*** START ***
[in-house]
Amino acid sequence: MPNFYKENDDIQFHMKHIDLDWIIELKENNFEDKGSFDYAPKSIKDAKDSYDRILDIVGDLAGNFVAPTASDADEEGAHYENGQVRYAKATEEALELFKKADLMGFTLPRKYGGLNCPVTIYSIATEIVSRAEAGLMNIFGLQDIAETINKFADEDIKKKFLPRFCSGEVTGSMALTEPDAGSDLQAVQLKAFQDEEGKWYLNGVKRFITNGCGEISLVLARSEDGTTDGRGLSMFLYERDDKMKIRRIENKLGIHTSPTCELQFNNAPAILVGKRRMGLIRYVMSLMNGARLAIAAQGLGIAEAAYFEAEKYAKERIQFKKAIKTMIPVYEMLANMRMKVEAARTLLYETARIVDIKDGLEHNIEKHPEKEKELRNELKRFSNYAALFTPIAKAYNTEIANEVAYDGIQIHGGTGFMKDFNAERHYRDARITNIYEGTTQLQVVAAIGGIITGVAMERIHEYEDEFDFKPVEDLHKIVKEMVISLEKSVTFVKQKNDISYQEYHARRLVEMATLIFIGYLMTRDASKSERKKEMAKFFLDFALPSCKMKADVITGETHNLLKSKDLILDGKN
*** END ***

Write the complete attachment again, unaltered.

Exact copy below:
[in-house]
Amino acid sequence: MPNFYKENDDIQFHMKHIDLDWIIELKENNFEDKGSFDYAPKSIKDAKDSYDRILDIVGDLAGNFVAPTASDADEEGAHYENGQVRYAKATEEALELFKKADLMGFTLPRKYGGLNCPVTIYSIATEIVSRAEAGLMNIFGLQDIAETINKFADEDIKKKFLPRFCSGEVTGSMALTEPDAGSDLQAVQLKAFQDEEGKWYLNGVKRFITNGCGEISLVLARSEDGTTDGRGLSMFLYERDDKMKIRRIENKLGIHTSPTCELQFNNAPAILVGKRRMGLIRYVMSLMNGARLAIAAQGLGIAEAAYFEAEKYAKERIQFKKAIKTMIPVYEMLANMRMKVEAARTLLYETARIVDIKDGLEHNIEKHPEKEKELRNELKRFSNYAALFTPIAKAYNTEIANEVAYDGIQIHGGTGFMKDFNAERHYRDARITNIYEGTTQLQVVAAIGGIITGVAMERIHEYEDEFDFKPVEDLHKIVKEMVISLEKSVTFVKQKNDISYQEYHARRLVEMATLIFIGYLMTRDASKSERKKEMAKFFLDFALPSCKMKADVITGETHNLLKSKDLILDGKN